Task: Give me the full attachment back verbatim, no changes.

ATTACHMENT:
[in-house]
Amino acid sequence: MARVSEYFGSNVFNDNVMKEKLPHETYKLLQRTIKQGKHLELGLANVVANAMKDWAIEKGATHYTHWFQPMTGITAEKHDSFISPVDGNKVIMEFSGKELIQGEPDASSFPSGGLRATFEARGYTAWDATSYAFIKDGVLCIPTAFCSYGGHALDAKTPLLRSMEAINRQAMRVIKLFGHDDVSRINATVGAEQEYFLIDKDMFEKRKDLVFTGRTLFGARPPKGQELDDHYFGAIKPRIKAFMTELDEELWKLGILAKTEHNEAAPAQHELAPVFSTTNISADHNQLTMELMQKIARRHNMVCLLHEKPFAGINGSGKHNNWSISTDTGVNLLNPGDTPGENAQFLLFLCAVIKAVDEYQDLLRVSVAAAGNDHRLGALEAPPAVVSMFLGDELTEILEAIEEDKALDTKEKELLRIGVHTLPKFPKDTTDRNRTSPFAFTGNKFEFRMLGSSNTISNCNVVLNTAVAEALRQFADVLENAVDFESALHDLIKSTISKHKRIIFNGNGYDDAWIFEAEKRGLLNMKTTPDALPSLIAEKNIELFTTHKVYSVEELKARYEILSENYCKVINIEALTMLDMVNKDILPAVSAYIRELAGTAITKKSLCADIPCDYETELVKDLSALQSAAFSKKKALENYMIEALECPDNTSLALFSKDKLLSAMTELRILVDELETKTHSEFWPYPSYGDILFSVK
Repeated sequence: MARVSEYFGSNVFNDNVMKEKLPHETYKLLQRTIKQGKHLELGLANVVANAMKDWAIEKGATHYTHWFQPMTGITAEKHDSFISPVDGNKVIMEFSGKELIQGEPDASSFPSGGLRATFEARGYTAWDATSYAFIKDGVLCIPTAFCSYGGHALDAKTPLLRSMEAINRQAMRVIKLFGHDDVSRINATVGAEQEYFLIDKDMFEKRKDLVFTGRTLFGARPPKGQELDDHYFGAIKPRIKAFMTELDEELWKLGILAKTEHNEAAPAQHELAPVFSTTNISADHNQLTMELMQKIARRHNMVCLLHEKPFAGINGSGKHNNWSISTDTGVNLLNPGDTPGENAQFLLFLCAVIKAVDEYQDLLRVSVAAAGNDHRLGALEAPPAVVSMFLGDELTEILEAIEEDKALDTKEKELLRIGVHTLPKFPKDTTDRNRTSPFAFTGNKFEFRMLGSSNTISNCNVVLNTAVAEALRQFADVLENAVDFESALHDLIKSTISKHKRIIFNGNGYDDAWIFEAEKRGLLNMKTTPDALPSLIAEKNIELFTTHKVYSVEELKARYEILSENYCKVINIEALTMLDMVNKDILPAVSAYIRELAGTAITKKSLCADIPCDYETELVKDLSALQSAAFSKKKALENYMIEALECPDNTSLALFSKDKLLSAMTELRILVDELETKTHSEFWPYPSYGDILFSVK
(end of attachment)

[in-house]
Amino acid sequence: MARVSEYFGSNVFNDNVMKEKLPHETYKLLQRTIKQGKHLELGLANVVANAMKDWAIEKGATHYTHWFQPMTGITAEKHDSFISPVDGNKVIMEFSGKELIQGEPDASSFPSGGLRATFEARGYTAWDATSYAFIKDGVLCIPTAFCSYGGHALDAKTPLLRSMEAINRQAMRVIKLFGHDDVSRINATVGAEQEYFLIDKDMFEKRKDLVFTGRTLFGARPPKGQELDDHYFGAIKPRIKAFMTELDEELWKLGILAKTEHNEAAPAQHELAPVFSTTNISADHNQLTMELMQKIARRHNMVCLLHEKPFAGINGSGKHNNWSISTDTGVNLLNPGDTPGENAQFLLFLCAVIKAVDEYQDLLRVSVAAAGNDHRLGALEAPPAVVSMFLGDELTEILEAIEEDKALDTKEKELLRIGVHTLPKFPKDTTDRNRTSPFAFTGNKFEFRMLGSSNTISNCNVVLNTAVAEALRQFADVLENAVDFESALHDLIKSTISKHKRIIFNGNGYDDAWIFEAEKRGLLNMKTTPDALPSLIAEKNIELFTTHKVYSVEELKARYEILSENYCKVINIEALTMLDMVNKDILPAVSAYIRELAGTAITKKSLCADIPCDYETELVKDLSALQSAAFSKKKALENYMIEALECPDNTSLALFSKDKLLSAMTELRILVDELETKTHSEFWPYPSYGDILFSVK
Repeated sequence: MARVSEYFGSNVFNDNVMKEKLPHETYKLLQRTIKQGKHLELGLANVVANAMKDWAIEKGATHYTHWFQPMTGITAEKHDSFISPVDGNKVIMEFSGKELIQGEPDASSFPSGGLRATFEARGYTAWDATSYAFIKDGVLCIPTAFCSYGGHALDAKTPLLRSMEAINRQAMRVIKLFGHDDVSRINATVGAEQEYFLIDKDMFEKRKDLVFTGRTLFGARPPKGQELDDHYFGAIKPRIKAFMTELDEELWKLGILAKTEHNEAAPAQHELAPVFSTTNISADHNQLTMELMQKIARRHNMVCLLHEKPFAGINGSGKHNNWSISTDTGVNLLNPGDTPGENAQFLLFLCAVIKAVDEYQDLLRVSVAAAGNDHRLGALEAPPAVVSMFLGDELTEILEAIEEDKALDTKEKELLRIGVHTLPKFPKDTTDRNRTSPFAFTGNKFEFRMLGSSNTISNCNVVLNTAVAEALRQFADVLENAVDFESALHDLIKSTISKHKRIIFNGNGYDDAWIFEAEKRGLLNMKTTPDALPSLIAEKNIELFTTHKVYSVEELKARYEILSENYCKVINIEALTMLDMVNKDILPAVSAYIRELAGTAITKKSLCADIPCDYETELVKDLSALQSAAFSKKKALENYMIEALECPDNTSLALFSKDKLLSAMTELRILVDELETKTHSEFWPYPSYGDILFSVK